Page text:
Before our house was even erected, we had dealings with fire in our area. We live in a remote wooded location tucked out of the way of our busy city. This has its benefits and hinders, we love the quiet, peaceful sanctuary of the area that we live. However, being in such a location, makes this area more prone to fire. Right after we bought the land, a fire had swept through the area, clearing everything out of its path. We thought this was great at the time as it greatly reduced the clearing costs. All that remained were a few pine trees that had to be removed. Awhile later, the house was built and not much more was thought about it. Until, the next fire arrived. Thus far we have had four fires threaten our home. When the last fire came, the police came around and told us to grab what ever we could carry and leave. The fire was coming down the street, so grabbed what we could and out the door we went. As we were driving down the street, we had to go through where the fire was burning. When we got to the end of the street, the local fire department was heading up the street with their water truck. We have no hydrants in our area, so all the water they had is what was on their truck. All of the neighbors met a few block away out of harms way. The fire was moving very quickly and we had no idea if we were to become homeless. As we waited to here news about the surrounding houses, we struck up a conversation with a DEA agent. After talking with him for a few minutes, he offered to take us back in to see if our house was sill standing. We piled up in his SUV and off we went. On the way, he was explaining that the fires are usually set by retired people that have nothing to do, and like to watch all of the commotion that a fire causes. I guess they didn’t think of the part where this is considered arson. In the mist of all the charred trees and smoke, here was the house, still standing. We were so relieved. We took a quick survey of the other neighbor’s homes and reported back. We were without power and water for two weeks. We set up a make shift camping site on our back porch with our old trusty Coleman stove to cook meals. This happened in the late spring so the Florida heat was here. It was a miserable two weeks, sleeping in 85+ degree weather and constantly smelling smoke, but all of that didn’t matter, we had a house to live in. After all of our utilities were restored, we baked a big plate of cookies and took them over to the firehouse with our gratitude. To this day, every time I see a fire fighter, I share this story and thank them for their service.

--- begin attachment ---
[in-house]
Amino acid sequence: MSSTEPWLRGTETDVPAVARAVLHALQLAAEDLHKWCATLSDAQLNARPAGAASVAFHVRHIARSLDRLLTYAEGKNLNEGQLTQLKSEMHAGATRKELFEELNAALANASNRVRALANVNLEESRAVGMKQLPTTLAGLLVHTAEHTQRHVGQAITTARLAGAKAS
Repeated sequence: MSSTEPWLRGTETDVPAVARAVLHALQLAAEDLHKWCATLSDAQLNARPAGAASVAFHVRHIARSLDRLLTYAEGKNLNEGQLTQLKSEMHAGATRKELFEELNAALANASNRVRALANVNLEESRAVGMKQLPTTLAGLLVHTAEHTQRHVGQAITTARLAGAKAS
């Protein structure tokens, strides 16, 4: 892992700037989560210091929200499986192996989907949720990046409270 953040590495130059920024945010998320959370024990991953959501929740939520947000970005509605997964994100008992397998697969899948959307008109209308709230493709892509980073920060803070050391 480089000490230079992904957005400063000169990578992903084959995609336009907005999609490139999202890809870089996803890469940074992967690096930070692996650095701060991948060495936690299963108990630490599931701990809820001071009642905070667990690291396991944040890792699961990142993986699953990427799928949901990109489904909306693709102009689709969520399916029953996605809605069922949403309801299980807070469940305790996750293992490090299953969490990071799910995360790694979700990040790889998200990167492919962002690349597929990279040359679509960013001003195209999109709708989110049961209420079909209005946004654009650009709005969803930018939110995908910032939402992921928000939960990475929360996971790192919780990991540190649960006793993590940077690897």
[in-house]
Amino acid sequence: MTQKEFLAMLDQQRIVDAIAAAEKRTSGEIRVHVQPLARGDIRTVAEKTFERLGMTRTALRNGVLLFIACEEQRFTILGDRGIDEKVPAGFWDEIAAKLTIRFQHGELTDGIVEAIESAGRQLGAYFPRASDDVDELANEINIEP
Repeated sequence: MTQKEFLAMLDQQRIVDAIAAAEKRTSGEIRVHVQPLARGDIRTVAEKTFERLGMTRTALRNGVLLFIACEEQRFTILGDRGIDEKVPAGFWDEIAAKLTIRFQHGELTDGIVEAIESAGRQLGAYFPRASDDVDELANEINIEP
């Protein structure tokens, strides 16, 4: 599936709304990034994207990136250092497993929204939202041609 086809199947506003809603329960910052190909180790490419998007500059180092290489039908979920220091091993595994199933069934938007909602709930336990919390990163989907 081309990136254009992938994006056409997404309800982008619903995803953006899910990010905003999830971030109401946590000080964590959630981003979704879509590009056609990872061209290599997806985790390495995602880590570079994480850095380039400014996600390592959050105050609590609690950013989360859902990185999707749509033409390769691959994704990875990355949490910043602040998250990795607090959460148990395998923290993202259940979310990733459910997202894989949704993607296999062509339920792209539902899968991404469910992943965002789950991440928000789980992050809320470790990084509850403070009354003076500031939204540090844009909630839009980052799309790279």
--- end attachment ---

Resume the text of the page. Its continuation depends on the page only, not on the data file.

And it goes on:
I got a call from our local magazine telling me that they were going to do a story on the “special unit” of the fire department. After my fire episode, I thought this was going to be a great story to work on. I called and made the arrangements to meet with these special professionals.
When the day came, I drove to the firehouse. It was a drizzly and overcast day. I had preplanned to possibly take some photos outside, however it was going to be apparent that Mother Nature was going to prevent this from happening. I arrived during the beginning of the morning shift. Everyone was busy getting coffee and getting ready for the days tasks. It was apparent the strong brotherhood that these men shared. When you are in a life and death situation, you need to trust the other members on your team. This department is called the “Black Sheep” of the Charlotte County fire department team. I don’t think that they cause trouble; it’s what they can do.
In a nutshell, these men are specifically trained to handle your out of the ordinary situations. For example, your driving along on the highway and a fuel tanker tips over and explodes in front of you. This is one of the special scenarios where these men have the training and equipment to get the job done. They have every piece of equipment to handle any situation it seems like. When the other stations get in over their head, they call these guys to help them out.
Here is one of the portraits that we took of the firemen in front of their specialized trucks.
This is the routine that they go through when a call comes in.
I’m being shown some of the specialized equipment that they use in some of the more difficult situations. Want to know where your taxes are going? They are going to good use.
I liked how this helmet was just sitting on this fireman jacket. In a way, this reminded me of the heroes that rushed into the WTC on 9/11 to save the stranded people.
Like some of the other posts that I have put on this site, these guys are no exception. They are true heroes. Imagine being trapped in your car and it’s on fire. Trust me, the sight of one of these men is going to be a great sight as they are going to get you to safety as quickly as they can.
The next time you have a chance to talk with your local fire fighter, make sure to thank them for their service. When other people are running out, these guys are running in. Look at 9/11, the fire department put their own lives at risk to save others. Many people were saved, while many others did not. The firemen did not stand by the side lines waiting to see if they could extinguish the flames from the outside, they ran in and did what they had to do, some paid the ultimate price. The least we can do is let these people know how we appreciate them and all that they do to keep us safe.
Until next time…